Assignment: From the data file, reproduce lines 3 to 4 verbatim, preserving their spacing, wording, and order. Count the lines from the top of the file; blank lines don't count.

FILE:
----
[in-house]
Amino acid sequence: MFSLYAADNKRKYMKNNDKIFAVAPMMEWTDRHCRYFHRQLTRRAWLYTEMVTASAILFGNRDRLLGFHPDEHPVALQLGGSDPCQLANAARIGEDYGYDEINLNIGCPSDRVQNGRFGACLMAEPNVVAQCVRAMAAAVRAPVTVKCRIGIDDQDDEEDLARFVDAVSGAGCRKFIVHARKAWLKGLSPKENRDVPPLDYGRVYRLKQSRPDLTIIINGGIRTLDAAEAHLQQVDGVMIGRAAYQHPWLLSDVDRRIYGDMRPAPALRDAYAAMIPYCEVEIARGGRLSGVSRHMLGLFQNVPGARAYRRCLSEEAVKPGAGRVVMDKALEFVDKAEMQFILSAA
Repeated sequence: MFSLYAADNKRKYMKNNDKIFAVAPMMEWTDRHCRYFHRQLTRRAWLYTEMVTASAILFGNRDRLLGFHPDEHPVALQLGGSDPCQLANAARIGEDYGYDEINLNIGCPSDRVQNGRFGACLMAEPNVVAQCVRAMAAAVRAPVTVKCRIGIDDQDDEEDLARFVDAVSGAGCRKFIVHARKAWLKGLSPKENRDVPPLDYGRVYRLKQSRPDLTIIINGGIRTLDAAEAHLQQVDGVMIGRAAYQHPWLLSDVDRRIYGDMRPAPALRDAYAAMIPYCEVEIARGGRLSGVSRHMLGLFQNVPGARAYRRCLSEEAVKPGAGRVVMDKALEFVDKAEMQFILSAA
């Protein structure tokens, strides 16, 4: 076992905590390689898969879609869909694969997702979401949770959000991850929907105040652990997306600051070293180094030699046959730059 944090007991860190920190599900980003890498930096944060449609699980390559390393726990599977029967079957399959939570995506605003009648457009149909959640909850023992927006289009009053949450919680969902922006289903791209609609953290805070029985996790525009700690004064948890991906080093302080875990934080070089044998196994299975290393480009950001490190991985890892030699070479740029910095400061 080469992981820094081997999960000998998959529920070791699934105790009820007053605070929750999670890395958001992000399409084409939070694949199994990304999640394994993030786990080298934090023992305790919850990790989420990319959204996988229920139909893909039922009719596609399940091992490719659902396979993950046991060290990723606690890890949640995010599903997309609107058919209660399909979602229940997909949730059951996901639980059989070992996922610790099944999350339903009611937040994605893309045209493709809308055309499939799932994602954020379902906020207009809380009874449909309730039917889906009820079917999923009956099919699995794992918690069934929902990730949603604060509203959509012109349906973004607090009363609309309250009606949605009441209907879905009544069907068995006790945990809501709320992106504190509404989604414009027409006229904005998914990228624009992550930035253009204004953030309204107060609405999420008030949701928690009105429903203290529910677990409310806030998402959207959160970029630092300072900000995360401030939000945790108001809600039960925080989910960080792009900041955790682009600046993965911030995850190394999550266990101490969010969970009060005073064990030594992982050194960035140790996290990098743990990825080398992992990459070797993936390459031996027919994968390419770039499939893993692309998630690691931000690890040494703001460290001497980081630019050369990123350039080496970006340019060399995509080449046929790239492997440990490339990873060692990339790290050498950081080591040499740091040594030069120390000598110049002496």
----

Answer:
Repeated sequence: MFSLYAADNKRKYMKNNDKIFAVAPMMEWTDRHCRYFHRQLTRRAWLYTEMVTASAILFGNRDRLLGFHPDEHPVALQLGGSDPCQLANAARIGEDYGYDEINLNIGCPSDRVQNGRFGACLMAEPNVVAQCVRAMAAAVRAPVTVKCRIGIDDQDDEEDLARFVDAVSGAGCRKFIVHARKAWLKGLSPKENRDVPPLDYGRVYRLKQSRPDLTIIINGGIRTLDAAEAHLQQVDGVMIGRAAYQHPWLLSDVDRRIYGDMRPAPALRDAYAAMIPYCEVEIARGGRLSGVSRHMLGLFQNVPGARAYRRCLSEEAVKPGAGRVVMDKALEFVDKAEMQFILSAA
């Protein structure tokens, strides 16, 4: 076992905590390689898969879609869909694969997702979401949770959000991850929907105040652990997306600051070293180094030699046959730059 944090007991860190920190599900980003890498930096944060449609699980390559390393726990599977029967079957399959939570995506605003009648457009149909959640909850023992927006289009009053949450919680969902922006289903791209609609953290805070029985996790525009700690004064948890991906080093302080875990934080070089044998196994299975290393480009950001490190991985890892030699070479740029910095400061 080469992981820094081997999960000998998959529920070791699934105790009820007053605070929750999670890395958001992000399409084409939070694949199994990304999640394994993030786990080298934090023992305790919850990790989420990319959204996988229920139909893909039922009719596609399940091992490719659902396979993950046991060290990723606690890890949640995010599903997309609107058919209660399909979602229940997909949730059951996901639980059989070992996922610790099944999350339903009611937040994605893309045209493709809308055309499939799932994602954020379902906020207009809380009874449909309730039917889906009820079917999923009956099919699995794992918690069934929902990730949603604060509203959509012109349906973004607090009363609309309250009606949605009441209907879905009544069907068995006790945990809501709320992106504190509404989604414009027409006229904005998914990228624009992550930035253009204004953030309204107060609405999420008030949701928690009105429903203290529910677990409310806030998402959207959160970029630092300072900000995360401030939000945790108001809600039960925080989910960080792009900041955790682009600046993965911030995850190394999550266990101490969010969970009060005073064990030594992982050194960035140790996290990098743990990825080398992992990459070797993936390459031996027919994968390419770039499939893993692309998630690691931000690890040494703001460290001497980081630019050369990123350039080496970006340019060399995509080449046929790239492997440990490339990873060692990339790290050498950081080591040499740091040594030069120390000598110049002496």